Making a TtRPG Pt. 1 – It’s About the Story

Guest Post by Scott Krammer on making his own Table Top RPG

It was on a cold day in the winter of 2009 that I found myself and my friends surrounded by swarms of aliens in a tight corridor, miles below the surface of a mining planet. We were sorely outnumbered, and every last one of the alien creatures was determined to tear us limb from limb. In spite of the situation we found ourselves in, we had no fear. We were heroes — we had travelled the stars, discovered new worlds, and claimed them as our own. We hurled ourselves into battle, wielding laser gun, chainsaw sword, and giant mechanical fist, laying waste to those fiends that assailed us.

So long as the dice were on our side, we could accomplish anything.

At least, that’s what we thought. We didn’t take into account the type of person we had running the game as the Game Master.

Now, at this point, you’re probably guessing where I’m going with this. Oh yes, of course — the unfair GM that throws impossible challenges against the party, just for his own amusement. While we were standing our ground against the regular aliens, he was about to bring out the big bad alien broodlord, or perhaps shock us with a sudden betrayal by the overpowered NPC he’d introduced earlier in the scenario. Though we were epic heroes in a dark and distant future, a total party wipe was just around the corner.


That’s not where this story goes. This GM had no intention of killing off our heroes. Rather, his only intention was to keep them from being awesome. How, you might ask?

By sticking to the rules.

Sergeant Palmer was an aggressive, unpredictable fighter, wielding a massive metal fist charged with energy, which he liked to use to beat his foes into a bloody pulp. Sergeant Palmer was played by my friend, whom I shall refer to as Weasel — a boy with a wild imagination and a knack for adding dramatic flair into all of his characters. Roleplaying games weren’t about the mechanics, to him, they were about the story.

In this story, Weasel decided that Sergeant Palmer was going to punch one of the aliens, knocking it back into another alien, causing them both to topple to the ground. Weasel rolled his dice, and got a near perfect score — Sergeant Palmer was sure to pull off this glorious punch.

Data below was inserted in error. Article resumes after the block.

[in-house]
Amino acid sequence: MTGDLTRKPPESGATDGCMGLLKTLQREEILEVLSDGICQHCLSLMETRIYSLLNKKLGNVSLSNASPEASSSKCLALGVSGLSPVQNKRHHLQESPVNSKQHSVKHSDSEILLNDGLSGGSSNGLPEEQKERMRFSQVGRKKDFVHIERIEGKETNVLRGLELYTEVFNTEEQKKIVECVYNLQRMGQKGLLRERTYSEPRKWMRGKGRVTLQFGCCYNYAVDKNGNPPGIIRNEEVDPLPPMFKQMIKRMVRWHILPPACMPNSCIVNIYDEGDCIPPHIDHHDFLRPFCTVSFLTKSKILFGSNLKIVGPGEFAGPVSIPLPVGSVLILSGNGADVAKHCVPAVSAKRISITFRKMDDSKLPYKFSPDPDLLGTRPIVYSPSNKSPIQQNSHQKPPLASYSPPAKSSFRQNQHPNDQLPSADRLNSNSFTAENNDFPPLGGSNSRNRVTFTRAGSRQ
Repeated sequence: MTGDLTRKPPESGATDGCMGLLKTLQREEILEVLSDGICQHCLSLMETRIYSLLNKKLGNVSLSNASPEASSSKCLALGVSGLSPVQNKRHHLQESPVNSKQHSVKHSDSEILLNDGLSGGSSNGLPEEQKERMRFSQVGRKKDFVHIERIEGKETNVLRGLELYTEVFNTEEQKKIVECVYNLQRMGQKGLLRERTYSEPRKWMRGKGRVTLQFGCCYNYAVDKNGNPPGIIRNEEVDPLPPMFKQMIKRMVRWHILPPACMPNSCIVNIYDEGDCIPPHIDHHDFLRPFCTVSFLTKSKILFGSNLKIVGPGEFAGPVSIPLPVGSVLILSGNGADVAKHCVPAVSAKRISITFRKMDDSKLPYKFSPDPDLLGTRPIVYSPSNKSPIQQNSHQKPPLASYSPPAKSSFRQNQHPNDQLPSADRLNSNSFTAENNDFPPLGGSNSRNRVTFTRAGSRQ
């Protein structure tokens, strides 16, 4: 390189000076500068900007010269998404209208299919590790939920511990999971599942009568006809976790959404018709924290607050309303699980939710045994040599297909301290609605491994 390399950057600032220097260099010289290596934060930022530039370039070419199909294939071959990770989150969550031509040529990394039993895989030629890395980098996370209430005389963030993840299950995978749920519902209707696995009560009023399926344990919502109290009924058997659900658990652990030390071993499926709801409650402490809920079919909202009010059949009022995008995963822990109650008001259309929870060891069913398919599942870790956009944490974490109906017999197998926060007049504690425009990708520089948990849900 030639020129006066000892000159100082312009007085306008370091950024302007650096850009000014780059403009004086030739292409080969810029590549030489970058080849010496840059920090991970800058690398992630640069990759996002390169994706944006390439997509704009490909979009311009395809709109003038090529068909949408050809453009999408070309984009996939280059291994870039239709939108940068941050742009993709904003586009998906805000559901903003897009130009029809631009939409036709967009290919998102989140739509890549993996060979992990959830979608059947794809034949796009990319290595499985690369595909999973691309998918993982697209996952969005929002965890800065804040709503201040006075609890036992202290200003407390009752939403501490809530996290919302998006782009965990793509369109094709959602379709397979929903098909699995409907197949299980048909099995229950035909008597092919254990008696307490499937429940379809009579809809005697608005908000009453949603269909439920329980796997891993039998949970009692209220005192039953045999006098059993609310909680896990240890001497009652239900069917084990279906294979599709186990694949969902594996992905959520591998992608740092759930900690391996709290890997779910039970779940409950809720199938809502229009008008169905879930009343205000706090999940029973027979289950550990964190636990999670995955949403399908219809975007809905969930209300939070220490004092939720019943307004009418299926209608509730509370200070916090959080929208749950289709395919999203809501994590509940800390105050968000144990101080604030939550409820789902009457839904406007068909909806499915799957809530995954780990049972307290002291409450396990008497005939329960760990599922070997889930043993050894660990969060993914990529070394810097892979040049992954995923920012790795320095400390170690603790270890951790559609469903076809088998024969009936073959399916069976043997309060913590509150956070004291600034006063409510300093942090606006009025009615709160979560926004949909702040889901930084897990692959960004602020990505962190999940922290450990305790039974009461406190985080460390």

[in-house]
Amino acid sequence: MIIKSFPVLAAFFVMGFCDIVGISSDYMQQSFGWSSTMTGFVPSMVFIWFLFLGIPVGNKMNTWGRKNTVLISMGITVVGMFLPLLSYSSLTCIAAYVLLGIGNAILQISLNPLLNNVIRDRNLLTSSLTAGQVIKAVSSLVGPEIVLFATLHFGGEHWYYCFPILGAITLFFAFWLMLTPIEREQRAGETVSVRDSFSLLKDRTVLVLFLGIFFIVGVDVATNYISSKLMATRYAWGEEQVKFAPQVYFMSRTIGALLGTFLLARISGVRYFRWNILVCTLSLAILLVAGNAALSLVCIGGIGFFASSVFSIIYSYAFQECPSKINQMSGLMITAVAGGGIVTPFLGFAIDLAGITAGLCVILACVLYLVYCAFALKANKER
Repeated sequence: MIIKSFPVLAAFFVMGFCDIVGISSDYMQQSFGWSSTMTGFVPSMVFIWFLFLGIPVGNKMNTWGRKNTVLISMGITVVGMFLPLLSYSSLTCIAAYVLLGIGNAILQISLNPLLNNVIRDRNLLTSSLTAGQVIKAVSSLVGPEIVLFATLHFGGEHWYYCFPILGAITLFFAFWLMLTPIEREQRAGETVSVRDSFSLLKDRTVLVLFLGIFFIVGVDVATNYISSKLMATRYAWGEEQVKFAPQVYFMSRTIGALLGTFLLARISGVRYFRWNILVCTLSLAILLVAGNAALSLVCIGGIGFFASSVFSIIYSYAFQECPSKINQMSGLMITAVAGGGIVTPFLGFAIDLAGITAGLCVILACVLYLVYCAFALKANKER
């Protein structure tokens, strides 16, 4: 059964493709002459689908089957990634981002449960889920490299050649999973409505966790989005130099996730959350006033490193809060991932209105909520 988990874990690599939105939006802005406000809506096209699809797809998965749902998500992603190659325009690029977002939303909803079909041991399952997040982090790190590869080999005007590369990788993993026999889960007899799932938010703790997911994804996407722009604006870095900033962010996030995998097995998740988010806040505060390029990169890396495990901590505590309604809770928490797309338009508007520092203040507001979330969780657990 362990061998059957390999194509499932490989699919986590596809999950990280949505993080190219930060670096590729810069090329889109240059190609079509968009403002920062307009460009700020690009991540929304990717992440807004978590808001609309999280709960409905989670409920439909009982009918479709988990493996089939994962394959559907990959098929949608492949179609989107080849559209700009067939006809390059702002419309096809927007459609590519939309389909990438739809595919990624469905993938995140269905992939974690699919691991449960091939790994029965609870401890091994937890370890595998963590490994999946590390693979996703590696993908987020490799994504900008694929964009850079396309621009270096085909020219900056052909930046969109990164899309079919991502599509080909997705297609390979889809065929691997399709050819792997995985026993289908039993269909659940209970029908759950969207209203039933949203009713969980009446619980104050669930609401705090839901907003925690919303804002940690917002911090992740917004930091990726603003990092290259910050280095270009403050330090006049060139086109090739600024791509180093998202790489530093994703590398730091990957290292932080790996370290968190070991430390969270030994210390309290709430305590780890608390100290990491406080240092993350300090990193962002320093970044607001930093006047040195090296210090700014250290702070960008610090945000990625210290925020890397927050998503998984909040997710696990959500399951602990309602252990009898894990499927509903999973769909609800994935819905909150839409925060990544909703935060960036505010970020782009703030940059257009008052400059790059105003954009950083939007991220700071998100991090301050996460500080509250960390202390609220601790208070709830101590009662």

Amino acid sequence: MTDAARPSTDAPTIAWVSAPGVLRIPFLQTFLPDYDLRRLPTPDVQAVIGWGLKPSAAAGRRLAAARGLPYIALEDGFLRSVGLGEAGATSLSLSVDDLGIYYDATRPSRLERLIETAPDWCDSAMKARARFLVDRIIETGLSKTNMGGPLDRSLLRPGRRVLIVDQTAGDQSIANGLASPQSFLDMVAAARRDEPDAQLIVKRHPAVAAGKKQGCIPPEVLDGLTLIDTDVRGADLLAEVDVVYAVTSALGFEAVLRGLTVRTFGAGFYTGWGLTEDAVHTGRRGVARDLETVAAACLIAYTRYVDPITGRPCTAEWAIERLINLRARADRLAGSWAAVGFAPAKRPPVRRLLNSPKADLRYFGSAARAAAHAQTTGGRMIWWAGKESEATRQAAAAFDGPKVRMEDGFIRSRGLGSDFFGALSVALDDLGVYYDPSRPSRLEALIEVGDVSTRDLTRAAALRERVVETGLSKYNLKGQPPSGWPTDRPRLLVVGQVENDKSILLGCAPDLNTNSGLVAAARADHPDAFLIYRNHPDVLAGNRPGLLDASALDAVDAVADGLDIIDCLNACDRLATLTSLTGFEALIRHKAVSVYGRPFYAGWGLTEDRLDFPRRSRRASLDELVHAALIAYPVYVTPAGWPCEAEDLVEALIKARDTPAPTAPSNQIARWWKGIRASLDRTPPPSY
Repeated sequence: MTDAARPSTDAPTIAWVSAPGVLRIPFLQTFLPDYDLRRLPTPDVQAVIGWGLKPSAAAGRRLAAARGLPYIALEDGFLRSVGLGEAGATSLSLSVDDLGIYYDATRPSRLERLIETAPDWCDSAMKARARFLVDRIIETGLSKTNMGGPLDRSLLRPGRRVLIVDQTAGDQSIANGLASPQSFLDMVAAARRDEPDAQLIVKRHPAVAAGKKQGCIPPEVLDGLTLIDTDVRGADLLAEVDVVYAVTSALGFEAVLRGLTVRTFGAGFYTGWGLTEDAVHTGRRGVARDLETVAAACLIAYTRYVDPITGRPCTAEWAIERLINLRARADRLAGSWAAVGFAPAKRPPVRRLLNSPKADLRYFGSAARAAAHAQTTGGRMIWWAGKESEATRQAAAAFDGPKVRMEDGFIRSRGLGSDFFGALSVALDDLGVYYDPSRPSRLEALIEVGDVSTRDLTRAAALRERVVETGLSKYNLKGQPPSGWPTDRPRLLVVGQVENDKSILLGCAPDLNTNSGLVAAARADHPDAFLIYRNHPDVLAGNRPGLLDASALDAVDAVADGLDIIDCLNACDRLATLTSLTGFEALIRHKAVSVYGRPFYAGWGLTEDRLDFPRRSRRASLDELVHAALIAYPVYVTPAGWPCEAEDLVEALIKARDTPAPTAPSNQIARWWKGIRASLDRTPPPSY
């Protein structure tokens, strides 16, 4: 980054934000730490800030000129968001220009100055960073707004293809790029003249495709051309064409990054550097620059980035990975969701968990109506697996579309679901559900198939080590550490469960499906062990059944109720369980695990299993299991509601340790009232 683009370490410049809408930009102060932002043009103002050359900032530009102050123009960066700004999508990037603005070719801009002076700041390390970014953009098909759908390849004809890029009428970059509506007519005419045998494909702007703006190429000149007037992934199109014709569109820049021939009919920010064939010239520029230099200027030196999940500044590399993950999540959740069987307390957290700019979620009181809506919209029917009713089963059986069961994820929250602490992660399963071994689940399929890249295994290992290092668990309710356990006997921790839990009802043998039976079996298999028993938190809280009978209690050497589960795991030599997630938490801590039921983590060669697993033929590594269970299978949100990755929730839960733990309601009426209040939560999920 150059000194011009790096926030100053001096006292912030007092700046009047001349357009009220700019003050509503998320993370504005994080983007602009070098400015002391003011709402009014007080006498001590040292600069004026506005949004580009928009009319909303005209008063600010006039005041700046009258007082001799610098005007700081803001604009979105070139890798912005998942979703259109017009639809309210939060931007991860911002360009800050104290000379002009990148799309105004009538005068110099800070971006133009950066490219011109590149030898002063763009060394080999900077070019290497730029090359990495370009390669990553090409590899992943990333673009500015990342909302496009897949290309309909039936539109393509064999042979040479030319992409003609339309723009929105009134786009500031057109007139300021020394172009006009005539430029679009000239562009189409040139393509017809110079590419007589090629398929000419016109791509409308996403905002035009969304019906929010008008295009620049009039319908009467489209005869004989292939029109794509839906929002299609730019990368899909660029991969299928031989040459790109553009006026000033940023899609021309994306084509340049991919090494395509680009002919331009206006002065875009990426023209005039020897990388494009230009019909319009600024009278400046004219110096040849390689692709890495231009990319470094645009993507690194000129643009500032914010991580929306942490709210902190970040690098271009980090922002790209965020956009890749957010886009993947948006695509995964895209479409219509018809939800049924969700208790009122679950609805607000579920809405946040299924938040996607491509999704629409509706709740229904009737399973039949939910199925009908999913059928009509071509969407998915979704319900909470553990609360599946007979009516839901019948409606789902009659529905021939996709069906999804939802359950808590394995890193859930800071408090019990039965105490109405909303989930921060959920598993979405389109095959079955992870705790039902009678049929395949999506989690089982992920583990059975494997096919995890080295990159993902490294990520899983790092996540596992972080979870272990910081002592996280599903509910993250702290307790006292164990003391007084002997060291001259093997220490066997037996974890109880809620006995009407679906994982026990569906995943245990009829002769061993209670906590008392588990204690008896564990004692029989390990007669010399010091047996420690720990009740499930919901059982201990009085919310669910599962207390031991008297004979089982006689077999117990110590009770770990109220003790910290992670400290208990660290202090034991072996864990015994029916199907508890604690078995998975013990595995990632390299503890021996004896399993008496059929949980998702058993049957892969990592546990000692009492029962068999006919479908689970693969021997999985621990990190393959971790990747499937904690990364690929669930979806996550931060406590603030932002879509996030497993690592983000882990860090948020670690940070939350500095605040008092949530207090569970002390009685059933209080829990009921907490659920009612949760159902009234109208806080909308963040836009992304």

Unfortunately for Weasel, nowhere in the 396 pages of this RPG’s core rulebook did it contain rules for punching one enemy and knocking them into another. The GM, sticking to the rules, reduced the alien’s health to zero, and described its gory death. The alien didn’t get knocked into the one behind it; the alien just died. According to the rules, that’s what was supposed to happen.

And that bothered me.

Although Weasel had successfully defeated that alien, he had been robbed of the one thing that he played RPGs for — the chance to be creative and dramatic. The GM had stifled Weasel’s creativity, and robbed him of his joy.

After that game, I resolved to never be that GM. I would never stand between the players and their ideas. If the players wanted to do something that the rules don’t cover, I wasn’t going to stop them. I would improvise, and come up with a reasonable way to allow their idea to happen, provided they rolled well enough.

But then I had another idea — what if there was an RPG that allowed for players to be creative, and not beholden to a strict set of rules? An RPG that gave the GM no reason to shut down player ideas. An RPG that didn’t just allow you to be creative, it encouraged you and rewarded you for being creative. The perfect RPG in the which everything was possible.

And thus, my decision to make an RPG of my own, in the which not even a hardcore rules lawyer could keep you from punching one alien into another alien — if that’s what you’re into.


What was your most creative action from a TtRPG? Tell us below!


Leave a Reply

Fill in your details below or click an icon to log in: Logo

You are commenting using your account. Log Out /  Change )

Facebook photo

You are commenting using your Facebook account. Log Out /  Change )

Connecting to %s